Relations between Washington and Islamabad deteriorated rapidly during 2011. A series of incidents, including the death of Osama bin Laden in an American raid in Pakistan and the killing of Pakistani soldiers by NATO forces in a skirmish on the Afghan border, created a poisonous atmosphere.
The causes of the deterioration were complex, bound up closely with divergent approaches towards the future of Afghanistan as the departure of Western combat forces approaches and towards the extremist groups which expect to play a part in that future. The situation was further complicated by the gulf between America’s interlocutors in Pakistan : a dysfunctional civilian government barely tolerated by the military, which determines security policy. Cooperation with the military remains essential if Washington is to achieve its security objectives in the region.
Bilateral relations have never been easy. Since the 1950s the relationship has been characterised by on-off collaborations, each of which has involved both sides overlooking the degree to which their strategic objectives actually diverge. During each period of cooperation, the relationship has been able to defy gravity for a time. But sooner or later the laws of physics have re-asserted themselves and the relationship has come crashing to earth.
The first indication that the relationship was set to deteriorate once more was the January arrest in Lahore of Raymond Davis, a CIA contract officer who shot and killed two Pakistanis who he claimed had been trying to rob him. A US consulate rapid-response vehicle sent to assist Davis ran into and killed a pedestrian. Davis, whose claim to diplomatic immunity was not accepted by the Pakistani authorities, remained imprisoned for two months until a deal involving the payment of blood money to the families of those he had killed led to his release.
There are many unanswered questions surrounding the Davis case. But it marked an inflection point in the relationship between the CIA and Pakistan’s Inter-Services Intelligence (ISI) agency. Although the two bodies were still cooperating against al-Qaeda, their common enemy, they were increasingly at odds over unilateral CIA operations against other extremist groups such as the Haqqani network and Lashkar-e-Tayiba, with which the ISI maintained links. The resulting tensions were manifested in an aggressive ISI counter-intelligence effort against the CIA, of which the Davis incident may have been a part, with suggestions that Davis’s assailants were in fact ISI surveillants. In what was to become a familiar pattern after each subsequent major incident, strikes by CIA Predator unmanned aircraft against extremists in Pakistan’s Federally Administered Tribal Areas were substantially reduced and for a period halted altogether pending the resolution of the Davis affair.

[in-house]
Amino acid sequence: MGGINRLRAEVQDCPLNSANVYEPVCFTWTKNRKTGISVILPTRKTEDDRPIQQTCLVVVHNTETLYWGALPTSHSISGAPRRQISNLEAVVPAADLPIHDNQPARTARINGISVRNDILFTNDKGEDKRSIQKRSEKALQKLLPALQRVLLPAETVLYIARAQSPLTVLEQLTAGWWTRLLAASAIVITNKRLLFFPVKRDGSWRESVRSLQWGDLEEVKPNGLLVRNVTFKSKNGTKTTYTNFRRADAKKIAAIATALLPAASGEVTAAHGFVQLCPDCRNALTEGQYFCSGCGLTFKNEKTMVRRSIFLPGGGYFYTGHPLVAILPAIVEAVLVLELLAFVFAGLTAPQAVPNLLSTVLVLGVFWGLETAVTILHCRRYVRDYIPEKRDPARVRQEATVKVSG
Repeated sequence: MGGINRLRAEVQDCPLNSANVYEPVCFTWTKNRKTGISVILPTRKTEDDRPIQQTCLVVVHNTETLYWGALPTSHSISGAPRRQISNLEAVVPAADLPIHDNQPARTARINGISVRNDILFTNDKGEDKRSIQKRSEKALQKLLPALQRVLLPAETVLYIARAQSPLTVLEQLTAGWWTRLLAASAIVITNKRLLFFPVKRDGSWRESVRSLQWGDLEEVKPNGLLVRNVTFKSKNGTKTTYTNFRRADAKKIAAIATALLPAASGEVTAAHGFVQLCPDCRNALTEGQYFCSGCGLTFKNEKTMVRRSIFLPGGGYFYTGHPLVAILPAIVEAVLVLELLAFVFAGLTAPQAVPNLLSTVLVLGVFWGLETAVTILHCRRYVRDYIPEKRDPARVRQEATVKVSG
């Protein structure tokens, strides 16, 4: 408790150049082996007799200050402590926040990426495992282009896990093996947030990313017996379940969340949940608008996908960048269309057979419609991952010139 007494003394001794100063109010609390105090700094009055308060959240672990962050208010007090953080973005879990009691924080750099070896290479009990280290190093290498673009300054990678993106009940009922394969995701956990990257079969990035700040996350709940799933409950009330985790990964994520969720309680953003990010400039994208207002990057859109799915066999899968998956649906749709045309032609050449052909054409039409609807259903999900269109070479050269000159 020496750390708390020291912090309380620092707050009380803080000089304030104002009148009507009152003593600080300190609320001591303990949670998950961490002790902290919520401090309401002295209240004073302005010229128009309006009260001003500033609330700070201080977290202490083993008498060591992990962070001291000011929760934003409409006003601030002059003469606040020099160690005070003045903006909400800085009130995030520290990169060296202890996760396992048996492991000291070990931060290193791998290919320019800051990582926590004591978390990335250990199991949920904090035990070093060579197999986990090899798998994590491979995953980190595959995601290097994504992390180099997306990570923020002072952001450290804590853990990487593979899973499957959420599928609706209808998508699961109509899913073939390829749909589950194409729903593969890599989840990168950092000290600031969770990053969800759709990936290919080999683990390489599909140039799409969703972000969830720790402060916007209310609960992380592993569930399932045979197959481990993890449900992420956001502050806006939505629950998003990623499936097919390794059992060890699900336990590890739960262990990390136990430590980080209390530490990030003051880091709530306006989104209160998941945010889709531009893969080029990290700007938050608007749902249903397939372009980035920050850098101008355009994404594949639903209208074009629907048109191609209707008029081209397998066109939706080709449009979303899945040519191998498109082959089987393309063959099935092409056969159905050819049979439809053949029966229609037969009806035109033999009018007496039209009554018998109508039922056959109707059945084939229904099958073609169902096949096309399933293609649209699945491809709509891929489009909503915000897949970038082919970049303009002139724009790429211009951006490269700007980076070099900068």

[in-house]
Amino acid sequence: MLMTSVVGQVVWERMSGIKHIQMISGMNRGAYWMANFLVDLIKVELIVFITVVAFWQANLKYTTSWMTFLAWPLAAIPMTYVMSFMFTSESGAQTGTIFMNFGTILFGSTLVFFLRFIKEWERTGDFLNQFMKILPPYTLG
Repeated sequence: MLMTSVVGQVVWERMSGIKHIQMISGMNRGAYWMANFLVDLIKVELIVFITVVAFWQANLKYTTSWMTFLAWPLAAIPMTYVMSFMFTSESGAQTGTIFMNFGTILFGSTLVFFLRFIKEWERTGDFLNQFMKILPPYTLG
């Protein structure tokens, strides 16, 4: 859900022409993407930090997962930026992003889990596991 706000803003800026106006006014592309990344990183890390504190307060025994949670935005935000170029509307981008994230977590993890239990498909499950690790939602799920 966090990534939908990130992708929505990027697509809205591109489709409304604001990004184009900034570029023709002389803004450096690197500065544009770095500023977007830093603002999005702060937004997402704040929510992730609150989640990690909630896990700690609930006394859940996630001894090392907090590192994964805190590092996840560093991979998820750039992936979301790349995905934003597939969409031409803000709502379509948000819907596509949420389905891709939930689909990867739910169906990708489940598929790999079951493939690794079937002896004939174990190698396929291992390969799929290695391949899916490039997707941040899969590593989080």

The assault by US Navy SEALs on bin Laden’s compound in the garrison town of Abbottabad in May 2011 exacerbated an already tense relationship. Pakistan’s armed forces were humiliated as it became clear that the raid had been conducted unilaterally, and that they had been unable either to detect or deter the American helicopters carrying the SEALs. The attack inflamed Pakistani public opinion, forcing the civilian government, which had initially welcomed the al-Qaeda leader’s demise, to perform a volte-face and protest against the breach of sovereignty. Meanwhile, the realisation that bin Laden had been sheltering for years at the heart of the Pakistani state in circumstances that suggested some element of official collusion produced a predictable reaction in the US, with legislators urging an end to economic assistance to a country seen as increasingly untrustworthy.
Events in September 2011 pointed to a further deterioration. The Haqqani network detonated a truck bomb in Afghanistan’s Wardak province, injuring 77 US soldiers, and three days later attacked the US embassy in Kabul. This was followed by the assassination of Burhanuddin Rabbani, veteran mujahadeen leader, former Afghan president and, at the time of his death, chairman of Afghanistan’s Peace Council with responsibility for reconciliation and reintegration. Rabbani’s assassins had posed as Taliban leaders seeking reconciliation with the government of President Hamid Karzai. The assumption by Washington and Kabul was that his death was part of a spoiling operation – possibly involving Pakistan – designed to ensure that the reconciliation programme promoted jointly by the Afghan government and the international community would stall. Pakistan denied allegations that it had colluded with the Quetta Shura, the Pakistan-based leadership of the Afghan Taliban, in Rabbani’s assassination. Pakistani Foreign Minister Hina Rabbani Khar was quoted as saying : ’We are not responsible if Afghan refugees crossed the border and entered Kabul, stayed in a guest house and attacked Professor Rabbani.’